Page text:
If you’re one of those who believes that “any publicity is good publicity,” or that getting potential customers “engaged” with your product includes pissing them off, then the Motrin campaign probably seems like a great success. And I’m sure there are those who will argue that the critical Motrin moms are a vocal minority, that they are too easily offended by something that was meant to be humorous, etc. That may even be true. But it’s still a problem for the company — a very modern problem. For better or worse, this kind of social-media “flash flood” of negative PR involving Twitter, blogs and Facebook is becoming more and more commonplace.

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Media geeks: Techmeme is hiring

Are you fascinated not just by the media, but by all the ways in which blogs, Twitter and other forms of “social media” influence the news as it develops over time? Then Techmeme founder Gabe Rivera wants to hear from you. According to this posting on Craigslist (which I found via a Twitter link from Salon founder Scott Rosenberg), he’s looking to hire someone to fill a position that has never really existed before, and one which in many ways could never have existed before the Web came along:

“We’re not sure what to call this position. News Technician? News Analyst? Configuring Editor? The role involves interacting with an automated news-picking computer algorithm, configuring it and prodding it to ensure balanced and comprehensive coverage of important news topic areas. It’s the kind of job that possibly has never existed until 2008 but will become increasingly important in the years ahead.”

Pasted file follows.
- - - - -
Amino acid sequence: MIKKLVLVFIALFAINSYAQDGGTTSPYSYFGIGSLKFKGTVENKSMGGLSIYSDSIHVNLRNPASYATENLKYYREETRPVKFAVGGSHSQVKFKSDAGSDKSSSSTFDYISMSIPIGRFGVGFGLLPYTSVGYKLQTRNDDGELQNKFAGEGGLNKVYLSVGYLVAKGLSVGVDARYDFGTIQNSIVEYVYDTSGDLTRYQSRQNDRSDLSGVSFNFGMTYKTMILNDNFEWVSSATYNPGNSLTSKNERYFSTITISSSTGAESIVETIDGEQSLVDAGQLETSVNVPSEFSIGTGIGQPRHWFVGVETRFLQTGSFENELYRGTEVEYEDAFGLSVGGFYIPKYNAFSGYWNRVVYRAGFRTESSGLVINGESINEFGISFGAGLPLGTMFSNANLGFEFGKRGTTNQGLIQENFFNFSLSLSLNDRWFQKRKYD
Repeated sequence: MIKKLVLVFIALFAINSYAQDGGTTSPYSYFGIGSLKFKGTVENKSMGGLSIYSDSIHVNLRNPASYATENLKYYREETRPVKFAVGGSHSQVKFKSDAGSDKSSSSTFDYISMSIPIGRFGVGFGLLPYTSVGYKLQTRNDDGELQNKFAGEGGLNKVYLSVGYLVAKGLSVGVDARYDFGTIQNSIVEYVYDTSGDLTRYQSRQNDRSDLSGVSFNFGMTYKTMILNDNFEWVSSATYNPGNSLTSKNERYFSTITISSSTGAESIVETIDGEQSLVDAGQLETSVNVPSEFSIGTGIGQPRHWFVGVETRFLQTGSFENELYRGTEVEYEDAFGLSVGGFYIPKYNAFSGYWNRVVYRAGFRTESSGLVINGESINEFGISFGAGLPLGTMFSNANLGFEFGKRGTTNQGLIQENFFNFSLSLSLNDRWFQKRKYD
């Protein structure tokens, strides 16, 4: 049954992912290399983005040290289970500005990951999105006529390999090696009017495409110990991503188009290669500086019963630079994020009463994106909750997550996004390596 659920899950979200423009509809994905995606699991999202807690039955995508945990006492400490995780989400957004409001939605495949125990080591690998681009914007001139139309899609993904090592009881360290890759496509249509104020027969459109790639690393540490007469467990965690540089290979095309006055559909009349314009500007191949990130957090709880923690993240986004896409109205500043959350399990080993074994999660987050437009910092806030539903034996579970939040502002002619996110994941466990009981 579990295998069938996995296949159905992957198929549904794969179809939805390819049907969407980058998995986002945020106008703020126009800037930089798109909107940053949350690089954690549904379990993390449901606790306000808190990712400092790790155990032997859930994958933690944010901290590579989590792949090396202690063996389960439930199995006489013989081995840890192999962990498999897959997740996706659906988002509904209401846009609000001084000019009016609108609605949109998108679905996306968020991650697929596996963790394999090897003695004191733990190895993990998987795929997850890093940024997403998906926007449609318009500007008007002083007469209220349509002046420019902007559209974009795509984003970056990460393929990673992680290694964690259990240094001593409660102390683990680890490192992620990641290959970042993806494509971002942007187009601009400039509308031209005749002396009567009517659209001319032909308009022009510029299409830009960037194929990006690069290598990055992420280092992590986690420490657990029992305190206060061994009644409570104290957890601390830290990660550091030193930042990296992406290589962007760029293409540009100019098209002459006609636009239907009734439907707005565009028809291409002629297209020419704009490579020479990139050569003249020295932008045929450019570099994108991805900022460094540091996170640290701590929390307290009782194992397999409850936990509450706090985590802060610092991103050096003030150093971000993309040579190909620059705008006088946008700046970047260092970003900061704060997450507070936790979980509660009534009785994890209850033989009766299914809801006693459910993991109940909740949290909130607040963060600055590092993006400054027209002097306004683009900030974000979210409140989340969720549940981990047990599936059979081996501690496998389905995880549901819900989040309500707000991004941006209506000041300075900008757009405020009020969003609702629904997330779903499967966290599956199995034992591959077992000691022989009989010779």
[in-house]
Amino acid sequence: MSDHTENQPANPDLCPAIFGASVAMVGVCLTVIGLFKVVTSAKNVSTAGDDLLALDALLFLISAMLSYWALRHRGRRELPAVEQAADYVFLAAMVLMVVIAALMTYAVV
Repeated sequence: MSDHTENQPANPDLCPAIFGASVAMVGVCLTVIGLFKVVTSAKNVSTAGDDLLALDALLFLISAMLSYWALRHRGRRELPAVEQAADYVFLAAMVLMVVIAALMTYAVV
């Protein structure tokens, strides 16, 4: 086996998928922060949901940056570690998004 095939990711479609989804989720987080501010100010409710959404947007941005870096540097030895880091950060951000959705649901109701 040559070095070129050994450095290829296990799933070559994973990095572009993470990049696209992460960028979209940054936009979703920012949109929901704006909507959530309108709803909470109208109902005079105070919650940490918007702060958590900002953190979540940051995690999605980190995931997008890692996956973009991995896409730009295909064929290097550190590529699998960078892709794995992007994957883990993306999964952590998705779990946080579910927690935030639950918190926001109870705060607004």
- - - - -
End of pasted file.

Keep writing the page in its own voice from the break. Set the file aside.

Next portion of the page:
Anyone who has followed Techmeme for even a week or two will notice that the links and sub-links on the site are continually shifting over time, rising and falling not just as the importance of the story changes but as the links between the various sub-posts change. How does it work? Only Gabe knows for sure, which drives some people around the bend. I know that I’ve been fascinated with the way Techmeme functions ever since I first laid eyes on it a couple of years ago, and so have many others.

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White House video: what took so long?

So the soon-to-be new U.S. president, Barack Obama, is reportedly going to videotape regular addresses to the American people and upload them to YouTube, as well as to his new Change.gov social-media portal. All I could think of when I saw the headline from the Washington Post is “What the heck took so long?” It’s not like YouTube just appeared yesterday. It’s become a primary video source for millions of people, particularly young people — and heck, even the Queen has a royal channel with videos that people can watch about the British royal family. And she’s not the only Queen on YouTube (I’m not counting Chris Crocker). Queen Rania of Jordan also has a channel, and she uploads inspirational video messages, including the one I’ve embedded here (she’s also extremely beautiful, which I think is a big plus for a queen). It says a lot about George Bush and his presidency that he couldn’t be bothered to even use a free commuications tool.